MOSCOW, August 26 (RIA Novosti) - The US National Security Agency (NSA) shares vast amounts of communications data with the country’s government agencies using a search engine similar to Google, according to investigative website The Intercept.
NSA’s search tool, called ICREACH, makes “more than 850 billion records about phone calls, emails, cellphone locations and internet chats” available to nearly two dozen US government agencies, including the Federal Bureau of Investigation (FBI) and the Central Intelligence Agency (CIA), The Intercept reported on Tuesday citing classified documents leaked by NSA whistleblower Edward Snowden.
“The documents provide the first definitive evidence that the NSA has for years made massive amounts of surveillance data directly accessible to domestic law enforcement agencies,” The Intercept noted.
The search engine provides access to all communications records collected under a Reagan-era presidential directive known as Executive Order 12333, which targets foreign communications networks. The Office of the Director of National Intelligence confirmed that ICREACH shares data that is swept up by programs authorized under Executive Order 12333 in a statement to The Intercept.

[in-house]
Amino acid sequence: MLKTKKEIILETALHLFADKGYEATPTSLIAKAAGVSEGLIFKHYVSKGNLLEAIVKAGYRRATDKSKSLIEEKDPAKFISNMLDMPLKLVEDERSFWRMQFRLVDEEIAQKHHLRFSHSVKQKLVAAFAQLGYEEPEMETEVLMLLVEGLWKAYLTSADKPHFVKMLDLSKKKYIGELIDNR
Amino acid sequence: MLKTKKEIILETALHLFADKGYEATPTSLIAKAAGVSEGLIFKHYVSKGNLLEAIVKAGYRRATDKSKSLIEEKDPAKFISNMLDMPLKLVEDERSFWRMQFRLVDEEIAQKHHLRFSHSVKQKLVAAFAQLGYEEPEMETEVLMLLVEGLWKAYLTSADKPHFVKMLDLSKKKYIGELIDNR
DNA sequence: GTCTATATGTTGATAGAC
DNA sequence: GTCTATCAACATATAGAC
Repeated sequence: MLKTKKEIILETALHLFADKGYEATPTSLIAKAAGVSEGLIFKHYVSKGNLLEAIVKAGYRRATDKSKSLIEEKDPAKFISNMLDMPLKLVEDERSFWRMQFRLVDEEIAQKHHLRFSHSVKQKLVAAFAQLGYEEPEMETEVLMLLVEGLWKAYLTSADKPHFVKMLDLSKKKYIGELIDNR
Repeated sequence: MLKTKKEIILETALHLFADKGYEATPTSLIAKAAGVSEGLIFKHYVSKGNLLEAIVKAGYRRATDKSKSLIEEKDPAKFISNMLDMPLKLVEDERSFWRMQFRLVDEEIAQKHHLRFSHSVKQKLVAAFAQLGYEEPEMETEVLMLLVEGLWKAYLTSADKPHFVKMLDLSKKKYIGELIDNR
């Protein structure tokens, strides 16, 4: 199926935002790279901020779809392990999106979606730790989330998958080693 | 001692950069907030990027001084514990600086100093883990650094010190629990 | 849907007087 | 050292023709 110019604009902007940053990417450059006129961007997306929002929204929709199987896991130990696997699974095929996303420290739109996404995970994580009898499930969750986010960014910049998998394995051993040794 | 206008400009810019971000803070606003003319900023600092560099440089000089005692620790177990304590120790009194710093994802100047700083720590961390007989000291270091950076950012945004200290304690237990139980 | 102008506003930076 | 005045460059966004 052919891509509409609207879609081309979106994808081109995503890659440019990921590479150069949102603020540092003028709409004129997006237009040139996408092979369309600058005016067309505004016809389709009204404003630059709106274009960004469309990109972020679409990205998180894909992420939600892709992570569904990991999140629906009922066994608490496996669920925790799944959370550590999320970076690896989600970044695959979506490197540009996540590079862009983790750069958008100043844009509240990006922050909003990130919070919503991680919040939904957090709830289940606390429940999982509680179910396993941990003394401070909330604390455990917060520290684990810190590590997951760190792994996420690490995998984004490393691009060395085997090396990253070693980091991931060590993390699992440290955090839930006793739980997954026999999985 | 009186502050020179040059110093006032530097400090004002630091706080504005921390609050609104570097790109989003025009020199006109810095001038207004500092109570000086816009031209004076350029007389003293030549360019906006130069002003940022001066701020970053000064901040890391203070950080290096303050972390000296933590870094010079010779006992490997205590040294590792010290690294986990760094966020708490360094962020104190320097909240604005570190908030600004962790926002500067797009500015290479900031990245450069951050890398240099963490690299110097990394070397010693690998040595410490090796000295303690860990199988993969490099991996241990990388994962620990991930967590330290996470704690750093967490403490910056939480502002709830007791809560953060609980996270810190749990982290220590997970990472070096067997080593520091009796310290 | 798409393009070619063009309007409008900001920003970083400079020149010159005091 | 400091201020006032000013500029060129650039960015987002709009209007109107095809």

ICREACH does not search through the American communications records that the government monitors under Section 215 of the Patriot Act. However, because there is little oversight of surveillance under Executive Order 12333, American records are included in ICREACH, along with data from foreign intelligence sources such as the British Government Communication Headquarters (GCHQ).
“Information shared through ICREACH can be used to track people’s movements, map out their networks of associates, help predict future actions, and potentially reveal religious affiliations or political beliefs,” The Intercept writes, noting that millions of records belonging to Americans “who have not been accused of any wrongdoing” are included in the database.
Over 1,000 analysts from US agencies have access to ICREACH. The Intercept notes that the scope of the program may have broadened since the classified documents it obtained were released.
In the 2013 “Black Budget” for the intelligence community that Snowden shared with The Intercept, the NSA said that it wanted to upgrade the ICREACH system to provide US intelligence community analysts “with a wider set of shareable data.”